“Yes, Commander?”

“I got the report and my personal vid zipped up and ready to go. Make sure you package it with the medical report from James. Oh, ask Mike if he wants to include anything about the ship.”

“Roger, Commander. Mike’s here and he said he’s waiting until after the burn.”

“Alright, get to it. The window opens in an hour.”

“I know.”

Isabelle logged out, unhooked her restraints, and pushed herself up. “Up” was very much a relative term when one was in the core. Any direction was “up” until you reached your destination. In Isabelle’s case, her destination was HM-1, Habitat Module 1, one of four living spaces rotating around the central core of the Tellus to produce artificial gravity.

She felt the pull of the centrifugal force at the half-way point in the crew passage. Practiced instinct took over – she gripped the ladder and swung around until her feet replaced her head. A dozen more steps “down” and she was nearly Earth normal in gravity.

HM-1 and HM-2, the two modules the crew of eight used for sleeping and personal space, were identical. A wide communal space, part hallway and part lounge, ran the center of the modules. Two small rooms – little more than private bunks – branched off from both sides of the hallway. The walking path continued in a full circuit around the ship, joining LM-1 and LM-2, the two Living Modules, and HM-2. LM-1 held the dining area and screens for watching movies and playing games. LM-2 featured some exercise equipment, two shower stalls, and two toilets. There was also a zero-g toilet in the core module fore, and another in the core aft.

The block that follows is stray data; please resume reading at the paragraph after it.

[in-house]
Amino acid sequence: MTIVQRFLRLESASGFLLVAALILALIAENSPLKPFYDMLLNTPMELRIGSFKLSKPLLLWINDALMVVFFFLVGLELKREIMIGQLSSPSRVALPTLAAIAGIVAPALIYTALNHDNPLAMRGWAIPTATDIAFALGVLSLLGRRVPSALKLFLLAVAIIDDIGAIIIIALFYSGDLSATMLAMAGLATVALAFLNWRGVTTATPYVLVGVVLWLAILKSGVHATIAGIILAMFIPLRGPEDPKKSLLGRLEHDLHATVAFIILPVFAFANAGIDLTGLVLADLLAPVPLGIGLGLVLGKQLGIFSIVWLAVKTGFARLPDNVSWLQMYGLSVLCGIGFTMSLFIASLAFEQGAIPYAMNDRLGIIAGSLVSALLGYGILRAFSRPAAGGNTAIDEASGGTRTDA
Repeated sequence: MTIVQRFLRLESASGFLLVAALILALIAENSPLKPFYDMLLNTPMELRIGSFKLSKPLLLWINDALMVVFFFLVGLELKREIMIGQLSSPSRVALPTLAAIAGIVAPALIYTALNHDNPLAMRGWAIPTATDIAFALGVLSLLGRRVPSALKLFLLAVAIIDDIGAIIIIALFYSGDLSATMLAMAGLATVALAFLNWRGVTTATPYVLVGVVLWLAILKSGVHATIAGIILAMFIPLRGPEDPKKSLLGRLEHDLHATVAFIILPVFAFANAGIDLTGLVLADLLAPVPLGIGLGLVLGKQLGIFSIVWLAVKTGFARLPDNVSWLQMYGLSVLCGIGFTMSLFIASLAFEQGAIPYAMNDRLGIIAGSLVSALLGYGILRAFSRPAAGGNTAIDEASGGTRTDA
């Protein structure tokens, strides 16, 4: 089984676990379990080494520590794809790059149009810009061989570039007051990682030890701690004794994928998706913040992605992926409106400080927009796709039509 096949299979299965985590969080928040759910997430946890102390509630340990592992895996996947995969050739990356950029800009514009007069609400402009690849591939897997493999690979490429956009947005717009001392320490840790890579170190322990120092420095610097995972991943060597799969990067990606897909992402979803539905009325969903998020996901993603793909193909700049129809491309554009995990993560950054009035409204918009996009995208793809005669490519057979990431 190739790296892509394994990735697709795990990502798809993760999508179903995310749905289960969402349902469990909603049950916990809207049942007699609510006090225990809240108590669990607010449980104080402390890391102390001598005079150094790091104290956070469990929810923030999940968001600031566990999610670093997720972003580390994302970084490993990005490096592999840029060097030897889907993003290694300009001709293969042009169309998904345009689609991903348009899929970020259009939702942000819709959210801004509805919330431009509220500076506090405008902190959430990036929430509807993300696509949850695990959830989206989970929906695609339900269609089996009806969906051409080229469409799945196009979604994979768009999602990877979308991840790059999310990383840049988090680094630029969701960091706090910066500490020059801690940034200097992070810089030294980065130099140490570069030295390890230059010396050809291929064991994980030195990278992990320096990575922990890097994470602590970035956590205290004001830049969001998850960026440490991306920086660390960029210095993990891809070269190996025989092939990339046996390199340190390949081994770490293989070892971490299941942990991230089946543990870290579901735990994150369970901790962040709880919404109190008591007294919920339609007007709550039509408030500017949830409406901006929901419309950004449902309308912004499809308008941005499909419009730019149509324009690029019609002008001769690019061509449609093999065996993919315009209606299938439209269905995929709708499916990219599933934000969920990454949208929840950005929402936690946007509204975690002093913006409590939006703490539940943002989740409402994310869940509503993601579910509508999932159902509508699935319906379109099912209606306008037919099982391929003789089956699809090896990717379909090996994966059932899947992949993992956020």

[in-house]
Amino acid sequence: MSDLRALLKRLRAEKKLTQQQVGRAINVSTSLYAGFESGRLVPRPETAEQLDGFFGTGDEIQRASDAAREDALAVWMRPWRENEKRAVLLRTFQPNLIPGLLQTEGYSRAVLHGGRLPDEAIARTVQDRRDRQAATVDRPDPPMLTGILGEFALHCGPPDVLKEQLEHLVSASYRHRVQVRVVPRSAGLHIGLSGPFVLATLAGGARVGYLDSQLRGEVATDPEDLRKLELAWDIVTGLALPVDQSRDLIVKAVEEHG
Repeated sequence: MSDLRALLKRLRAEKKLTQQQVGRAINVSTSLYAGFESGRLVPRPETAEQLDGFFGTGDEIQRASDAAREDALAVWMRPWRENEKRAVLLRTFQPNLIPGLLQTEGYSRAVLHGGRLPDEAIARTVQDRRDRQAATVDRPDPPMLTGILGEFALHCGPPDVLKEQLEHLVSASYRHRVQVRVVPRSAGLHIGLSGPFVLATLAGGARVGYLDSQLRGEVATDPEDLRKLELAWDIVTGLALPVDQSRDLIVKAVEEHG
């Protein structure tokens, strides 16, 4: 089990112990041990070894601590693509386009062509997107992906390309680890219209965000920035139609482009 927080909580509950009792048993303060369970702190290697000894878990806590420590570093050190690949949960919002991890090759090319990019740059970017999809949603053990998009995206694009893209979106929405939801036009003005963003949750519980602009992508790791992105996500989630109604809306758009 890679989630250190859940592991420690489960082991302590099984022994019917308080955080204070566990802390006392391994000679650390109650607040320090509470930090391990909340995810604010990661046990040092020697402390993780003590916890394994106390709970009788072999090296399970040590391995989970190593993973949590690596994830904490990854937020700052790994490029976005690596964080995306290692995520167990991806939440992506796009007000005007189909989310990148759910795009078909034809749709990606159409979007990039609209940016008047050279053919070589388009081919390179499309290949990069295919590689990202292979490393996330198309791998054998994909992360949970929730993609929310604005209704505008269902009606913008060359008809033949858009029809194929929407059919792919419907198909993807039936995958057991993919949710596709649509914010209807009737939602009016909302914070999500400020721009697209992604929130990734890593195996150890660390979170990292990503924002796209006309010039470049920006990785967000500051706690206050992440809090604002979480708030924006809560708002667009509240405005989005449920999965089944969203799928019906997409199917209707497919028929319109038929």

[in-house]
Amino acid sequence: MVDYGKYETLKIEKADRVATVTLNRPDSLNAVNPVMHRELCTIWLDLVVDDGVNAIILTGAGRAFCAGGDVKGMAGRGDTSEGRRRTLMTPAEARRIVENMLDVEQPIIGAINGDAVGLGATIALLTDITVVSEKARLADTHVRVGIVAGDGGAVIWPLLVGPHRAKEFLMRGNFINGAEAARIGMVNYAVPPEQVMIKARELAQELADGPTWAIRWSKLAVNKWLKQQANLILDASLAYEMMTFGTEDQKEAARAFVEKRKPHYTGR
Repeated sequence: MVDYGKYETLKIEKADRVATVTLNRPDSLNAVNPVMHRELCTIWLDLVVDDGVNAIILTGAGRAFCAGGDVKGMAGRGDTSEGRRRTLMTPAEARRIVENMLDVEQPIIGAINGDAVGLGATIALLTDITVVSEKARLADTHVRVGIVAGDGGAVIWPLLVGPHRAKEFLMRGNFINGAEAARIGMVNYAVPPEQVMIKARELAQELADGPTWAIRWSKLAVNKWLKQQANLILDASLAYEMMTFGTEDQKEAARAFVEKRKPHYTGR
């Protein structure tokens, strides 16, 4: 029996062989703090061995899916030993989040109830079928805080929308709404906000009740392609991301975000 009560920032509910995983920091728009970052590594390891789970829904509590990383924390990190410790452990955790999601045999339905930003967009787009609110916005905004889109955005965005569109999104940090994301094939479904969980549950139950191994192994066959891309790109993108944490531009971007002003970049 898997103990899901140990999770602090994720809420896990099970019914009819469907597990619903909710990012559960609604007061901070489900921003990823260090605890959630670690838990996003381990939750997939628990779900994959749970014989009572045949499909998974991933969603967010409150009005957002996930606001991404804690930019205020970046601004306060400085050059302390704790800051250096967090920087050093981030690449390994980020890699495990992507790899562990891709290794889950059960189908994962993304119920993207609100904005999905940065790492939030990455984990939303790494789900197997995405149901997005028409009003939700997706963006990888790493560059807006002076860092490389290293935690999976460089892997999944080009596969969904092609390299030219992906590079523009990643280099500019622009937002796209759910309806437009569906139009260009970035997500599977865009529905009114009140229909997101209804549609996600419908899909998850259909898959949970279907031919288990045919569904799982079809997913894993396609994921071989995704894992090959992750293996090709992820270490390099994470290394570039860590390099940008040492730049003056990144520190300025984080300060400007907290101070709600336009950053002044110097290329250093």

“Coming through, Commander!”

Isabelle flattened herself against the wall. Wearing running shorts, a sweat-stained gray t-shirt, and plain tennis shoes, Tellus’s junior engineer, Aaron McKenzie, jogged past.

“How many laps so far?”

“Not enough,” he gasped, “I can still feel my legs.”

“Do you ever not exercise?” She called back.

“If I stopped ya’ll would lose your eye-candy!”

Isabelle rolled her eyes.

“That’s harassment, Mac.” A woman’s voice drifted from LM-2.

“I know, but I let you do it anyway.”

Isabelle smiled and made her way to her bunk.

“Got the report done?” The voice of her second-in-command and pilot of Tellus, Captain Cyril Gore, came from behind his bunk’s privacy screen.

“Yeah. Also sent a message home.”

“To the wife and kid?”

“Eh, just Genny. I only had a short allotment this time. I’ll send one to Lydia when I get more time. Once we sync.”

“God, I am looking forward to that. I never imagined spaceflight to be so dull.”

“Cy, we traveled nearly three AU in thirty days. The last manned flight to come out here took a year. You can’t complain.”

“I can when I’m the pilot and all I do is sit in the chair a few times a day and double check to make sure we’re still floating the right direction.”